MK: Since you mentioned Hitchcock, you of course, directed the last ever Hitchcock hour. I always had the impression that Hitchcock had some kind of great, overriding control of it, but your experience of it was that he was barely there at all.

WF: In the last year of a 10-year series of the Alfred Hitchcock hour all he would do was come in and read his introductions. You may have seen it. He'd come in and say good evening and then say something very witty and charming and then it would proceed to be a television show where people were getting cut up.

On the last day that I was filming - it was a five-day shoot of the Hitchcock hour with John Gavin - Hitchcock was brought in. He was surrounded by all these black suits, who were the Universal Studio's brass, and they followed Hitchcock around like a swarm of crows. If he would move this way a group of them would move this way. They'd be wherever he was. If he wanted a glass of water it'd be there. There were all these X men hanging around.

And the producer of the series, who did have a lot to do with the show, a man named Norman Loid, who cast them and worked on the scripts and picked the directors, he brought Hitchcock over to meet me.

Hitchcock came over and I told him I was really honoured to meet him and I extended my hand. And he gave me his hand like a royal hand show. He handed it to me like a dead fish to shake and he said: "Mr Friedkin, I see that you're not wearing a tie." And I thought he was putting me on. I said: "No sir, I didn't put on a tie today." And he said: "Usually our directors wear ties." And he walked away. And that was it. That was the only thing he ever taught me about film-making. But boy, I'll tell you, the lesson really stuck, because I see that most of you in the audience aren't wearing ties!

The coda to that story is that a few years later, I had made The French Connection, and I was at the Director's Guilds Awards in Los Angeles and the film had won and I came down off the platform with this director's award in my arms. It was in a banquet room and there at the first table was Hitchcock. I had a tuxedo with one of those flashy string bow ties, and I went down to Hitchcock, holding my award and I snapped my tie at him and said: "How do you like the tie, Hitch?" And he sort of stared at me. Of course he didn't remember at all, but I carried that with me for five years. I said, one day I'm going to get this fat bastard. And I did. But he was great. As you all know. This guy was incredible. He wrote the book, and then he threw the book away and wrote another one on how you make film.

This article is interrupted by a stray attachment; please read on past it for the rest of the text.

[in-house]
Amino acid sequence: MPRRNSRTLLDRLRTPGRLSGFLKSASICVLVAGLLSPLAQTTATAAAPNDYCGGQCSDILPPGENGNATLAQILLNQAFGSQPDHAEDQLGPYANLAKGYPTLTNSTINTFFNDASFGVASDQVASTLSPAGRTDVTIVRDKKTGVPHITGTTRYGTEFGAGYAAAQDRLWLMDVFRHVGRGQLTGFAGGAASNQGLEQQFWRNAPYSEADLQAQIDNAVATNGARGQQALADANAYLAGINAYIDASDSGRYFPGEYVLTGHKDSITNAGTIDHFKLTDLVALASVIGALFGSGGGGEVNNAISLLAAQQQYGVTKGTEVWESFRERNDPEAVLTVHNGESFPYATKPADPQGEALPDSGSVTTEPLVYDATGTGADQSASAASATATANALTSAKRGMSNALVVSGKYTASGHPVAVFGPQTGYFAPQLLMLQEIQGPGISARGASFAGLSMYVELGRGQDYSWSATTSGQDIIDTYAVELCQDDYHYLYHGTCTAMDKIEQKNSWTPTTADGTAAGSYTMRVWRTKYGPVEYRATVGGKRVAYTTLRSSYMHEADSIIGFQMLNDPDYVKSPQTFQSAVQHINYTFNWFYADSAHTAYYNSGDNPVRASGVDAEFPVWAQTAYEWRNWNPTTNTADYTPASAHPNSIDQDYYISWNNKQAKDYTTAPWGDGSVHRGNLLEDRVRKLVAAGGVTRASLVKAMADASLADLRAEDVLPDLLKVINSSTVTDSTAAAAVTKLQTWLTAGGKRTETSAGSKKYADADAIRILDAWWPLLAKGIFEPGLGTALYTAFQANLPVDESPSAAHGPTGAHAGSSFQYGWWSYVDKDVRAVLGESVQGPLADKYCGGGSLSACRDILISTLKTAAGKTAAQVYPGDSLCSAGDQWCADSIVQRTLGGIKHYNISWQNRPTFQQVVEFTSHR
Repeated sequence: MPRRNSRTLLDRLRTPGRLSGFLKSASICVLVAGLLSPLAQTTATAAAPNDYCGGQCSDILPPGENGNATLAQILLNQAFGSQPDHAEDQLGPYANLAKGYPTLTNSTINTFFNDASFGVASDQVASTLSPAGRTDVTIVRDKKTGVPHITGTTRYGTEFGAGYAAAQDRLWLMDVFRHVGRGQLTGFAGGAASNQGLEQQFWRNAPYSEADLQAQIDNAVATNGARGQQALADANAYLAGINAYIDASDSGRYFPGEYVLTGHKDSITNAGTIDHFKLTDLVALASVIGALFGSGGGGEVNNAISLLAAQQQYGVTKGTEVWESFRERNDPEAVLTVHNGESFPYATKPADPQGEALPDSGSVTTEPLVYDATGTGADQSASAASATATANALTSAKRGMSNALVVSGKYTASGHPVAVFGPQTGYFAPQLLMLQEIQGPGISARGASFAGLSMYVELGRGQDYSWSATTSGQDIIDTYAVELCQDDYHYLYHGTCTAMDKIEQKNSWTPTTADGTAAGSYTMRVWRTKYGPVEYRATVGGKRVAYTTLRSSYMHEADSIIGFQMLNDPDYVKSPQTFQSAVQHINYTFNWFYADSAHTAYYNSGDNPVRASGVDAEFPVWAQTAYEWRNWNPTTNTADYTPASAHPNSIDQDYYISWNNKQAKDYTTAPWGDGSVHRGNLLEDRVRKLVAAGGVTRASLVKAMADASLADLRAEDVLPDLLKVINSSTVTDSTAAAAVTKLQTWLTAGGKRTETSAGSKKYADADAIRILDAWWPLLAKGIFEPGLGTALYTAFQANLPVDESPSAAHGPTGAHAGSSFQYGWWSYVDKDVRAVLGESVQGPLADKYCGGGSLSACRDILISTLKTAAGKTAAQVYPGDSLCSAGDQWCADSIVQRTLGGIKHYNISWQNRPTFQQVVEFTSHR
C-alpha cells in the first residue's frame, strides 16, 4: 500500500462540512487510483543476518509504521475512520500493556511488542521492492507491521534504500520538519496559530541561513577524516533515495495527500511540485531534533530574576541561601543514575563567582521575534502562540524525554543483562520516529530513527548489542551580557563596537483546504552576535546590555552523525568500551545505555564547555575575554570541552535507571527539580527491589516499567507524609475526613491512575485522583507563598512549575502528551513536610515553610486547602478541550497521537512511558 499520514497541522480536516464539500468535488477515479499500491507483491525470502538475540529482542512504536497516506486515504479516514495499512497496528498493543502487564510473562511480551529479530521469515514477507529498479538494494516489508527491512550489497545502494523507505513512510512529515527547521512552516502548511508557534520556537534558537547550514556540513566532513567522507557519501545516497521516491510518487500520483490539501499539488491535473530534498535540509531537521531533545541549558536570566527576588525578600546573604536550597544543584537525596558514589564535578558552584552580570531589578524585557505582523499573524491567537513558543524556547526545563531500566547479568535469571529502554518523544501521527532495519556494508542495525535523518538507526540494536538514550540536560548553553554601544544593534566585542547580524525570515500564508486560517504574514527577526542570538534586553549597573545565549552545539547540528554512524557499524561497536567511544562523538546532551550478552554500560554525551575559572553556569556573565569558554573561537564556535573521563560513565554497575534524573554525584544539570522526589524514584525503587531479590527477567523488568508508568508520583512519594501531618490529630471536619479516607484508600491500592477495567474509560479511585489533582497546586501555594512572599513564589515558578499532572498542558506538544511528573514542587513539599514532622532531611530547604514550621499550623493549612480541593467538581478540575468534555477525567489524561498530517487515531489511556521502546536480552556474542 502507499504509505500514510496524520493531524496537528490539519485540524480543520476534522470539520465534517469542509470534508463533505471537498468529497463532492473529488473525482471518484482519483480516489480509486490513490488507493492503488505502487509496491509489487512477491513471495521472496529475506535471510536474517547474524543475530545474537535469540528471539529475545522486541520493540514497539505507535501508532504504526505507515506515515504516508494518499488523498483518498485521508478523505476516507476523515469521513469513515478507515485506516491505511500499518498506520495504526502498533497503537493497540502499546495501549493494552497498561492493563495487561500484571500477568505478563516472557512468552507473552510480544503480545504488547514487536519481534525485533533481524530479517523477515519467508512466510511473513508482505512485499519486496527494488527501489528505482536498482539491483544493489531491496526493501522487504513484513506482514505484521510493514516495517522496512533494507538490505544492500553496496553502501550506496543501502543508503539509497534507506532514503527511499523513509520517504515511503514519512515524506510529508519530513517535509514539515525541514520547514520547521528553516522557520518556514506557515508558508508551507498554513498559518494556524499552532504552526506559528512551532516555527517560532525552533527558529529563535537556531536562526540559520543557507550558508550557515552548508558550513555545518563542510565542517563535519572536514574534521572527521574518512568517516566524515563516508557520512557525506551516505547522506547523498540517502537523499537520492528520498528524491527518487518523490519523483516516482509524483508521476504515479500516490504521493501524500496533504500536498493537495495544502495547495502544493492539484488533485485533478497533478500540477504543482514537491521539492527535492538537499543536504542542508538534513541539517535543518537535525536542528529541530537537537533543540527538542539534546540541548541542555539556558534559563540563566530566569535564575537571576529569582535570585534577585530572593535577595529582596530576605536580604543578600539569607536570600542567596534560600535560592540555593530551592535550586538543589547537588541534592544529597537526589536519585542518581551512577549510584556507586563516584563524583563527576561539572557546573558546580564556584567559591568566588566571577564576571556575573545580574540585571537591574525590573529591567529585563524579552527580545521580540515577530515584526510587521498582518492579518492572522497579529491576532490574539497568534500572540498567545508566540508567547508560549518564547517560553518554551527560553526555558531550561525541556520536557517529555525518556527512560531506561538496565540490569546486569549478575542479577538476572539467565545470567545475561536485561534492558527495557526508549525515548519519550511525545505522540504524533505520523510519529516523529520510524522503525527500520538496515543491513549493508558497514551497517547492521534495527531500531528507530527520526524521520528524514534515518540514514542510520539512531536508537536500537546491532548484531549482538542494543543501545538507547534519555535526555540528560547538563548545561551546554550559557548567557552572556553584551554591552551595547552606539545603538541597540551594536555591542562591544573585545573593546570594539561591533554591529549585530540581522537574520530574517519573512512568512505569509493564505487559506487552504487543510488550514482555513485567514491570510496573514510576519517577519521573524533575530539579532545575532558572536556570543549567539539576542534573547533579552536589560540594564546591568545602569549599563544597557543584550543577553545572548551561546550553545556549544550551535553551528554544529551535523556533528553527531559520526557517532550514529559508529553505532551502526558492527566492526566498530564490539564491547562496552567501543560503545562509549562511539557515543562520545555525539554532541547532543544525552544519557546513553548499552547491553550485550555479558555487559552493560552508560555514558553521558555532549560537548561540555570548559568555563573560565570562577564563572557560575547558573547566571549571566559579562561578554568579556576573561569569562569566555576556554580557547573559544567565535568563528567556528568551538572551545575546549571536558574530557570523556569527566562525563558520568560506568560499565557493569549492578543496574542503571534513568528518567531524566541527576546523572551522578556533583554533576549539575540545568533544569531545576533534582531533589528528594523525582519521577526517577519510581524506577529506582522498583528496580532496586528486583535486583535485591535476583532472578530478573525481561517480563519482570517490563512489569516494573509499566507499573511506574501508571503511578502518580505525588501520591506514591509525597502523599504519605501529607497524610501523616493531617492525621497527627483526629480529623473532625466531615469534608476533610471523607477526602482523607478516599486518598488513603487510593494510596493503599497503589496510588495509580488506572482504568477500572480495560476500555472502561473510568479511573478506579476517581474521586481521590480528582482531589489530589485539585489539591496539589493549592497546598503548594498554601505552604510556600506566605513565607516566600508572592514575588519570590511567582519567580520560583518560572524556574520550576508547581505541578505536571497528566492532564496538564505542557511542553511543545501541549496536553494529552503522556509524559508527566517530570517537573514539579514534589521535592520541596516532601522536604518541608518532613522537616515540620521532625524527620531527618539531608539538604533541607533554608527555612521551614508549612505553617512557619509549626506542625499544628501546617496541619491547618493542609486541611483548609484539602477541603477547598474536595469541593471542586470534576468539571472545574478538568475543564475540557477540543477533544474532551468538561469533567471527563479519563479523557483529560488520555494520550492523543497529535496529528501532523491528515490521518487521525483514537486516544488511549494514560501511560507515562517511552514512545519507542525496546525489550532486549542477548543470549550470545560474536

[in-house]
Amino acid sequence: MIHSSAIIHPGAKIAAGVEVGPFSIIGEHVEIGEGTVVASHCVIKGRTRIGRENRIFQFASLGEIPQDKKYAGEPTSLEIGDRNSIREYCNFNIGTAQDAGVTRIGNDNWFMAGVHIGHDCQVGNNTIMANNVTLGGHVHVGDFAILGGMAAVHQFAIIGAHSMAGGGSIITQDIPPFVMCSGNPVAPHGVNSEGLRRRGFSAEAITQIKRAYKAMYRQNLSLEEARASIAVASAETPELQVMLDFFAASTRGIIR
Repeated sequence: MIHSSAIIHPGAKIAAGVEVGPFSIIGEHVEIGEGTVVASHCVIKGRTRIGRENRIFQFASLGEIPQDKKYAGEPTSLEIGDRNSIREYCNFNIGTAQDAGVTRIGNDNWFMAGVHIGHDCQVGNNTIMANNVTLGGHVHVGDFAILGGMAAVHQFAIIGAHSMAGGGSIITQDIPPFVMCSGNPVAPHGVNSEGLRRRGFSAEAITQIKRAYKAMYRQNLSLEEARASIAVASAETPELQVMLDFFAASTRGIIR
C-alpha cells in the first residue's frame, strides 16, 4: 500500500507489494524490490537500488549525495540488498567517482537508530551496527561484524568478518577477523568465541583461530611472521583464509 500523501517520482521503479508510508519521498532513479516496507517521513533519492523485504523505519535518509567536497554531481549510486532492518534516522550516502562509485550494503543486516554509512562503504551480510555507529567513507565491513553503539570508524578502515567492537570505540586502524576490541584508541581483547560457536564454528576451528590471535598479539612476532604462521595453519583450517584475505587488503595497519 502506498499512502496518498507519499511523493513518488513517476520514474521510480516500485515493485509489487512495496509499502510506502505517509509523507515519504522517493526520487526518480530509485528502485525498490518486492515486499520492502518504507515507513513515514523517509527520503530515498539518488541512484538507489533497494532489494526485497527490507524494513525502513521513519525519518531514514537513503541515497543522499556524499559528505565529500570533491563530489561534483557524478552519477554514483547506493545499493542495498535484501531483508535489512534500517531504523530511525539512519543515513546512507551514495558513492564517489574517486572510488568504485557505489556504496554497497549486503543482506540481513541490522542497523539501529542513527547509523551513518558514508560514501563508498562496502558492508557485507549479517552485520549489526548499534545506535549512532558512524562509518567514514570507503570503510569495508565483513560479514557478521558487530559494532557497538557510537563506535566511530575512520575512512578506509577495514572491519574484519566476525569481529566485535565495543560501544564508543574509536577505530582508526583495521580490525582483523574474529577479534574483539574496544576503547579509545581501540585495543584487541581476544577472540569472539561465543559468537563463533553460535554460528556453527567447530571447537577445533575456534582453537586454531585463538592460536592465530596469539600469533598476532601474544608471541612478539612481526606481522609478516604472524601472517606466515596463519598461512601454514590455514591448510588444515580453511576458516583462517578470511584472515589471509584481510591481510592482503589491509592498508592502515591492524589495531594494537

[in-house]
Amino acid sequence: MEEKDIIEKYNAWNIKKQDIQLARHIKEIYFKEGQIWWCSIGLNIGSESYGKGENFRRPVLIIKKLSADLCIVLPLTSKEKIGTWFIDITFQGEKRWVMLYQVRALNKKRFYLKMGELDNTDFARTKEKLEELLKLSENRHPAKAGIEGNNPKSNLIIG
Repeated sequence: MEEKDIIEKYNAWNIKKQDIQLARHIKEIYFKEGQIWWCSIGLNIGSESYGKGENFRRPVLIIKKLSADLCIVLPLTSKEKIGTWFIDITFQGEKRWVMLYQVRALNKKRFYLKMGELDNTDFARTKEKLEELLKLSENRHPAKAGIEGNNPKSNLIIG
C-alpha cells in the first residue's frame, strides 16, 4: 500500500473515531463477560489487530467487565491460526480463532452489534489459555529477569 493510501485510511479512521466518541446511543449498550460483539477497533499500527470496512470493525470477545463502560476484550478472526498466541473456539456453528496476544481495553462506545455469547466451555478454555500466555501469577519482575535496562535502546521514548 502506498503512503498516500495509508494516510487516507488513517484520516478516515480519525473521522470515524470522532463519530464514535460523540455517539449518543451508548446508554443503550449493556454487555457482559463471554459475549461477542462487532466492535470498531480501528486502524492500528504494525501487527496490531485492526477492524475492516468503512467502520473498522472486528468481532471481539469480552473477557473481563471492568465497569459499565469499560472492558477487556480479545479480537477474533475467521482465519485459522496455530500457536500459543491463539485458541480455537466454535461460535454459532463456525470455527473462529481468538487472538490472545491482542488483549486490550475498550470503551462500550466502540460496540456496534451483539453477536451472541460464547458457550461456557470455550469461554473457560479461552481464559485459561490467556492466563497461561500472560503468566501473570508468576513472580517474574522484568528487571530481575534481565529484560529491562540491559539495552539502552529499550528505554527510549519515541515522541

MK: On the subject of French Connection. You were the youngest director ever to win the Academy Award for Best Director.

WF: I'm told that. Orson Welles should have won it at 25, but didn't.

MK: It's a good person to be beaten by. But the good thing about French Connection is that, for me, it embodies everything about your films which is interesting. It has an American crime thriller narrative, but it's very influenced in its editing techniques by the French avant garde. It jumps around all over the place and it has this kind of collision - it's a drama but it's shot like a documentary, the camera just follows everyone around. So I was under the impression the first few times I saw it that obviously you had a deep understanding between you and Hackman and you and Roy Scheider. How did you achieve getting them to look like they were Ego and Rosso, and then how did you create an environment in which they could be those scummy policemen?